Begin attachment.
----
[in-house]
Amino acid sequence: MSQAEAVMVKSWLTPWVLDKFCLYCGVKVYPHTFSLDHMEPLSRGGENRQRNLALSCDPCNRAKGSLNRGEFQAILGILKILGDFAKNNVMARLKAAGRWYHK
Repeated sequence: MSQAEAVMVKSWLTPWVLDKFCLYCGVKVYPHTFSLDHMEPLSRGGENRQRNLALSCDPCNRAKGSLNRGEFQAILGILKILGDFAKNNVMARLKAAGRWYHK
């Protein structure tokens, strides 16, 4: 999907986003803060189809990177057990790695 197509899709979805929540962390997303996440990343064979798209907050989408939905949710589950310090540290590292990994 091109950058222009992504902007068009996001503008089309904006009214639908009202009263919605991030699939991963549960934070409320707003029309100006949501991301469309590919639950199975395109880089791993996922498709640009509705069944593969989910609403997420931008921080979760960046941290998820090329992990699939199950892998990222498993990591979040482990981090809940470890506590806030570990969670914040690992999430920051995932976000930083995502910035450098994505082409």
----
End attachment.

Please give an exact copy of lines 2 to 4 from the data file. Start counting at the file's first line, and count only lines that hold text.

Amino acid sequence: MSQAEAVMVKSWLTPWVLDKFCLYCGVKVYPHTFSLDHMEPLSRGGENRQRNLALSCDPCNRAKGSLNRGEFQAILGILKILGDFAKNNVMARLKAAGRWYHK
Repeated sequence: MSQAEAVMVKSWLTPWVLDKFCLYCGVKVYPHTFSLDHMEPLSRGGENRQRNLALSCDPCNRAKGSLNRGEFQAILGILKILGDFAKNNVMARLKAAGRWYHK
């Protein structure tokens, strides 16, 4: 999907986003803060189809990177057990790695 197509899709979805929540962390997303996440990343064979798209907050989408939905949710589950310090540290590292990994 091109950058222009992504902007068009996001503008089309904006009214639908009202009263919605991030699939991963549960934070409320707003029309100006949501991301469309590919639950199975395109880089791993996922498709640009509705069944593969989910609403997420931008921080979760960046941290998820090329992990699939199950892998990222498993990591979040482990981090809940470890506590806030570990969670914040690992999430920051995932976000930083995502910035450098994505082409």